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The College of Business and Public Policy prepares students for leadership at the frontiers of a changing world. Our “Real-World Solutions” series focuses on students and graduates who are applying their expertise to meet today’s challenges and make a meaningful impact in our communities.

Real World Solutions: Cybersecurity Director Reflects on Key UAA Lessons

September 17, 2021
Mitch Kitter Mitch Kitter

One of the most common methods cybercriminals use to gain access to systems and information is to target and trick individuals through phishing schemes or social engineering. Making employees and customers aware of the methods that hackers employ is a vital aspect of cybersecurity.

Mitch Kitter, MBA ’21, works in this realm as Director of Security Architecture and Planning for GCI. Another integral part of his job is recommending strategies to enterprise decision makers. Protecting systems that cybercriminals target must be balanced with providing employees access to the same systems so they can do their jobs effectively. Erring too far on either side creates the opportunity for negative business impacts to occur.

Kitter wouldn’t have predicted this career path when he started as an undergraduate at UAA. As he discovered, you never know when a college course may spark interest in a new industry or align with opportunities that come up along the way.

“Undergraduate studies help round you out as a professional,” Kitter said. “In the moment, you are asking, ‘Why am I taking this course?’ But really, these courses provide a foundation for areas we work on every day in the real world.”

Kitter began college after graduating from South High School in Anchorage. But he paused when life offered other pursuits, including running a photography studio (The Studio) with his husband Shalem. A return to UAA gave Kitter essential knowledge on how to improve efficiencies and promote the business. As a non-traditional student who was also working, he got a lot of value out of the program. “I’d go to class and then literally go back to The Studio and apply the concept we had just learned.”

He graduated ten years after starting, with a Bachelor of Business Arts majoring in Marketing and Management. In 2016 Kitter joined GCI’s marketing department and learned quickly that project management skills were in high demand. A few of the courses he had taken at UAA touched on organizational theory and project management. He was inspired to go on to earn the Project Management Professional (PMP) certification from the Project Management Institute.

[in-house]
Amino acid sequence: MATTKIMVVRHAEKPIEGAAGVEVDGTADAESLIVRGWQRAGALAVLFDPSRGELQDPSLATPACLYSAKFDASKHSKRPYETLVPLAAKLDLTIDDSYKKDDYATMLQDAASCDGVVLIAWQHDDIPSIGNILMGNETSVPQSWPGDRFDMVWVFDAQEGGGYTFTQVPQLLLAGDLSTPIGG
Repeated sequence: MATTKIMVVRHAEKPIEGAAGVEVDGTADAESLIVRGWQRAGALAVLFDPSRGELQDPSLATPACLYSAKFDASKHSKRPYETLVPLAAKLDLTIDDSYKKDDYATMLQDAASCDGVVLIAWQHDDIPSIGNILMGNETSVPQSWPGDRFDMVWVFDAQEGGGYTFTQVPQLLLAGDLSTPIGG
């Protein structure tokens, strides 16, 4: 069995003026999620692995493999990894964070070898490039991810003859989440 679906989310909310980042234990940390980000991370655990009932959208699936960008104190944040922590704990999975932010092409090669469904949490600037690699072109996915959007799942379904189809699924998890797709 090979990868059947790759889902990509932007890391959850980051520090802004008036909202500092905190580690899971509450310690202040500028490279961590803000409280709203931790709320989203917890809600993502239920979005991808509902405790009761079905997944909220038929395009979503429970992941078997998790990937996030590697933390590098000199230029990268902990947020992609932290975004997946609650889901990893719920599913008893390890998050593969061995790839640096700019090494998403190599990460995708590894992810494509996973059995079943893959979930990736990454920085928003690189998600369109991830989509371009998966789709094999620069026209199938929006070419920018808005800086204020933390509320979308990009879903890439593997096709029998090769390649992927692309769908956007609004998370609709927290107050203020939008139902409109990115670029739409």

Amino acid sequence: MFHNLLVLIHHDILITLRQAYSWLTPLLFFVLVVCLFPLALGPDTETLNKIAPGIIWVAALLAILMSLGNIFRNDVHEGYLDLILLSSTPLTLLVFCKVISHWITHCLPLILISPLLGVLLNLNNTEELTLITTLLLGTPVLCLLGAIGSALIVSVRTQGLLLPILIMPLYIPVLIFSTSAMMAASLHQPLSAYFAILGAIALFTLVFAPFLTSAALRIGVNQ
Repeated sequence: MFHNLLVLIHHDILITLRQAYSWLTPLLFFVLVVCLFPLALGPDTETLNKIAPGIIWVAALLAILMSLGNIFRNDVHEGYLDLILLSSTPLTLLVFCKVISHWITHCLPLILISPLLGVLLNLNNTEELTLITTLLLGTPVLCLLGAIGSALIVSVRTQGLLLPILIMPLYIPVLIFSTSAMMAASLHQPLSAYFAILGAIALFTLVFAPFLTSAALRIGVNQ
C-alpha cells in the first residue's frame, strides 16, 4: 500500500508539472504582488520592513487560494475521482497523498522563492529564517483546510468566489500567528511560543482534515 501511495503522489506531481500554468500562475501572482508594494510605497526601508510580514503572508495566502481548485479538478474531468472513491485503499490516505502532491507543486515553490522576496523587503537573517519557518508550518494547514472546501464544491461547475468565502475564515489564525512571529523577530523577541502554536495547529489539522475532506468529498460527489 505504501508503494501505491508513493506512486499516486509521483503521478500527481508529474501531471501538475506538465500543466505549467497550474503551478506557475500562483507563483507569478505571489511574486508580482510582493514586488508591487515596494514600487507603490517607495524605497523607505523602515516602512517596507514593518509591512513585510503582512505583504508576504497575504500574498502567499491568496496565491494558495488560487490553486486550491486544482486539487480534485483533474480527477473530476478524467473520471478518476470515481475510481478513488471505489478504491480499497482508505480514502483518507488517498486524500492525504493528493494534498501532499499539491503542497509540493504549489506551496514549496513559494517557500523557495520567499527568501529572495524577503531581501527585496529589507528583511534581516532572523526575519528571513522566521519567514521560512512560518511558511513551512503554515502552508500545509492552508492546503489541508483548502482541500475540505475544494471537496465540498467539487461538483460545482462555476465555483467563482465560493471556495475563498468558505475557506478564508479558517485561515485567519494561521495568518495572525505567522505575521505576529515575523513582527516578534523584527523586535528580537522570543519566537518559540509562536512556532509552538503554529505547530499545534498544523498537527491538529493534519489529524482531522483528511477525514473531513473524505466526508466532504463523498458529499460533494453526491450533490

GCI offers a tuition reimbursement program that took his education even further – this time in pursuit of an MBA, which was a huge life goal. “One of the things that is so great about GCI is its commitment to education and developing the workforce,” he said. While working on his MBA at CBPP, Kitter’s career path at GCI was also picking up steam. He was promoted to Sr. Manager, and then transitioned from marketing to the security team, where he was promoted to Director of Security Architecture and Planning.

Mitch Kitter with his family

“My first view into security was in a computer concept course taught by Dr. Bogdan Hoanca. Later, in a Machine Learning course led by Dr. Helena Wisniewski, I had an eye-opening experience in how AI is shaping the future of cybersecurity.” GCI needed someone who could both lead teams, manage projects, and address cybersecurity challenges. Kitter’s background fit perfectly into that role. “I work with a team of people who are incredibly talented in the cybersecurity field. They define what resources are needed and we work together to continuously improve GCI’s security capability.”

To be effective supporting his team, Kitter relies on skills he practiced at UAA. “Presentation skills are the foundation for many things you do every day at work,” he said. “You have to organize your thoughts and communicate them clearly to encourage action. In cybersecurity, you are identifying new threats, risks, and trends. You need to make the business case for why decision makers should care and why they should support change within the organization. Practicing presentation skills will help you influence others with well-formed arguments for outcomes you want to see happen.”

The ability to negotiate is also critical to those discussions. Kitter said his UAA Negotiation and Conflict Management course provided space to practice building dialogue and trust to come up with mutual solutions. “One of the things I thought before taking this class is that there are winners and losers, with each receiving a share of the pie. But the course taught me to consider what I need, what others need, and what the business needs so we can make the pie bigger for everyone.”

Coming up with immediate solutions for managing work, home life, and his health loomed large just a year and a half ago, when Kitter was diagnosed with leukemia. The support of his family, friends, and colleagues at GCI helped him power through an intensive nine-month treatment period out of state. This year he was able to continue treatment in Anchorage and happily added earning an MBA from UAA to his list of accomplishments in May. Another new addition? Kitter and his husband welcomed their infant son Porter to their family. That makes Kitter’s own pie bigger – and sweeter – than ever.